My recent ten-day business trip to Texas was preceded by a wonderful day in San Francisco.
Arriving at the Stanford Court Hotel, I asked if my room had a view. Not from the third floor, confirmed the Reception Staff. Would you like a view? I explained this was my first visit to the city and a relaxing 36-hour precursor to a gruelling business trip in Texas. My Receptionist smiled: Let’s see, shall we?
Key in hand, the elevator whisked me to the 14th floor and a large double aspect room overlooking the cityscape; waning sunlight highlighted the extraordinary variety and texture of this famous skyline that stretched all the way to the Bay and Bridge. I thanked not just my lucky stars, but the hospitality of Stanford Court.
After a languorous and welcome bath, I ventured out to the Ferry Building to meet a friend of many years, whom I had not seen for three or four. She lives here now; she and partner waiting for me at a French-style wine and charcuterie place inside this magnificent building. Within its walls, the building hosts myriad chic restaurants and food stores, the exterior still performing its original function as a ferry terminal. We had a gentle and lovely evening, drank probably too much, laughed (never too much) and a rather wistful parting came only too soon.
My body clock had not yet adjusted to US time and waking earlier than hoped, I decided to visit the hotel gym – unusually good and spacious for its type. Regime complete, I scooped up a hearty breakfast from the lobby and returned to my room, where I enjoyed delicious poached eggs, bacon and steamy coffee and luxuriating in a rare and perfect silence took in the remarkable panorama, sharper now in the morning light.
After a few hour’s work, at midday exactly I donned flatties and set out for my San Fran Walk. Deliberately eschewing map or advice, I preferred instead to follow the famous Forte Nose, trusting my instincts to draw me to interesting places and neighbourhoods.
Meandering first through Chinatown I paused here and there to look in the windows of groceries, health and household shops. I crossed over to roam down a side-street peppered with bohemian cafes and stores whose signs told me I had entered North Beach. I decided to stop at one tiny, but welcoming spot for coffee and some freshly squeezed orange, the latter a reminder that I needed oranges and lemons to make my own morning juice in coming days, for which purpose I had packed a traditional squeezer.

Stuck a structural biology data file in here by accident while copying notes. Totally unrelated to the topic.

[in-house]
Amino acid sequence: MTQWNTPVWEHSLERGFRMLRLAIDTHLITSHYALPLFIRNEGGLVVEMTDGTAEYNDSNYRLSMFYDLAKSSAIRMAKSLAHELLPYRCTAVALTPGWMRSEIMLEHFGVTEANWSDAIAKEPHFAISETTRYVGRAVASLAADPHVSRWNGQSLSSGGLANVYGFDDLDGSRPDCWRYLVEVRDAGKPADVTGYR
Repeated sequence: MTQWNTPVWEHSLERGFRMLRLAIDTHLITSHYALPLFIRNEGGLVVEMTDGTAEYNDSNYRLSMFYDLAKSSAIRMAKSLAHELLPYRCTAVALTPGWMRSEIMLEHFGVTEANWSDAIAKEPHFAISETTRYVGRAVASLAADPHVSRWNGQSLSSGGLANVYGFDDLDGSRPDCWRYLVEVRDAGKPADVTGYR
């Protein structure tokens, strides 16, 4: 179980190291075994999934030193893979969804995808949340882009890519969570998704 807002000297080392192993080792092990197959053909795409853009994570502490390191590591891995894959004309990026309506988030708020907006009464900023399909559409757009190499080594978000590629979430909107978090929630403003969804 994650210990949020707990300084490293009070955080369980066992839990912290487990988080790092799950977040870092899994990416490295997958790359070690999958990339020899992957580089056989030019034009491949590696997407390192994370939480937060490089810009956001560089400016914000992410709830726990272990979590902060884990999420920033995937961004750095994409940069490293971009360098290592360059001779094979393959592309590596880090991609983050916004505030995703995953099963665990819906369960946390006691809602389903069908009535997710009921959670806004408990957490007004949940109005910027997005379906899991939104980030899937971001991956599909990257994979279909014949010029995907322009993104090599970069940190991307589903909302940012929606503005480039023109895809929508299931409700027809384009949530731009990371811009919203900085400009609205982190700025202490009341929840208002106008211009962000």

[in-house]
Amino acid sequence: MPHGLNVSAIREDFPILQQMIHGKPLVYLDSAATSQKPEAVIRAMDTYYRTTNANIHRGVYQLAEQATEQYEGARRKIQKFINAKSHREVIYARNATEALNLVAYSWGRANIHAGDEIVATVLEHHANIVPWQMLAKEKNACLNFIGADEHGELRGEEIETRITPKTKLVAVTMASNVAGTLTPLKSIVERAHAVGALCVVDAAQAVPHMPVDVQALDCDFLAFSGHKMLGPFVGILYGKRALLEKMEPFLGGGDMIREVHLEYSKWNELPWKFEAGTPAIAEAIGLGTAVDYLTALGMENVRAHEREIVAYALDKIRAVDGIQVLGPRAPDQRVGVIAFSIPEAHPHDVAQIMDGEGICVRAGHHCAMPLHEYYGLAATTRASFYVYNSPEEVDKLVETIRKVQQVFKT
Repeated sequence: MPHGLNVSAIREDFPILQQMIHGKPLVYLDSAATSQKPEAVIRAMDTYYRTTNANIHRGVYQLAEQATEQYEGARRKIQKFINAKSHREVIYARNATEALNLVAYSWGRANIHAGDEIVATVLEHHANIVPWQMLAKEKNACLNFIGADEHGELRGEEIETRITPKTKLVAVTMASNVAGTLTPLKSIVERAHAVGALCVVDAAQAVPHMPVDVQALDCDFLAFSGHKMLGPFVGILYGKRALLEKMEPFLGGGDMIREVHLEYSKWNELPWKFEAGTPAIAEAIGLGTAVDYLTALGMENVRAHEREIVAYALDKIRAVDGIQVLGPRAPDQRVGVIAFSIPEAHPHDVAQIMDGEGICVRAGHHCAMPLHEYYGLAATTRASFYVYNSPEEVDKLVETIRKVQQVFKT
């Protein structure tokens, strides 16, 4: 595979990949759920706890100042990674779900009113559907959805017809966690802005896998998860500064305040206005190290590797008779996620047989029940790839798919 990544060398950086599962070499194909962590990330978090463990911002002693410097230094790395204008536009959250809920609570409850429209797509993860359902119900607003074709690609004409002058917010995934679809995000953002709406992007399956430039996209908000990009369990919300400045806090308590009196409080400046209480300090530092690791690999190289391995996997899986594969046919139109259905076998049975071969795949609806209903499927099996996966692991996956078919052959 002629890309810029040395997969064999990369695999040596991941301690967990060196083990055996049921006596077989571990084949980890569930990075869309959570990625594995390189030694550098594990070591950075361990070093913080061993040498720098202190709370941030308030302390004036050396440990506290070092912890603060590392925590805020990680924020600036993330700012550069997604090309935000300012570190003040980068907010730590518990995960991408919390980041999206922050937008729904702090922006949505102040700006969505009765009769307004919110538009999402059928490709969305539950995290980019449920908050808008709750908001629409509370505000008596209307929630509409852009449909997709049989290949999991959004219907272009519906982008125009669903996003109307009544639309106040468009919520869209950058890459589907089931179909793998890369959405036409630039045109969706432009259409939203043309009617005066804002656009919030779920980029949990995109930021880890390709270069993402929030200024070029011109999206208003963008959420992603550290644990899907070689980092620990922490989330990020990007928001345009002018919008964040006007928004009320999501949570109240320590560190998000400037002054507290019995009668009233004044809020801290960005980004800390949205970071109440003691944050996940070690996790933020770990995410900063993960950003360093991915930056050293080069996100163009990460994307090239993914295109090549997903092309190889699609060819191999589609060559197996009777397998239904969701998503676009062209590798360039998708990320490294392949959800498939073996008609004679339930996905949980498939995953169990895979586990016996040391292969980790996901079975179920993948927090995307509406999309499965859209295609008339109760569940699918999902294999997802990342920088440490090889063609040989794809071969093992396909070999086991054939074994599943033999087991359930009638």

Coffee imbibed and fruit acquired, I continued through North Beach noticing the growing number of Italian places and faces, some of which threw a casual but friendly greeting my way. From North Beach then and down, down, down towards the Financial District and its glassy towers. I was not ready for them yet, so diverted left across Sacramento, up Powell and on Columbus Avenue I spotted Saints Peter and Paul Church. Despite my collapsed Catholicism I cannot resist a bit of candle action and thoughts of a comfy pew, classic carvings and glorious glass windows drew me up the steps and into this magnificent place of worship. Here, my passion for flame and colour rewarded, I lapsed into long reverie before stirring myself back onto Filbert Street, into the sunshine. Turning left I saw my first truly serious slope, which led to another, higher and still more serious slope.
Can they be serious? I thought. Who on earth decided to build this city on these hills? Before I could change my mind, I drew breath and got going and drew breath and drew breath … Although I knew not where I was headed, the anticipated view drew me (not without more breaths) to the summit and Coit Tower, which sits atop a green spot from where the views are beyond spectacular. Looking down, vertigo overwhelmed and I sat awhile until things settled and holding the handrail, began a long, slow descent to Lombard, from where I found Broadway, sight of the Bay … and the Ferry Building.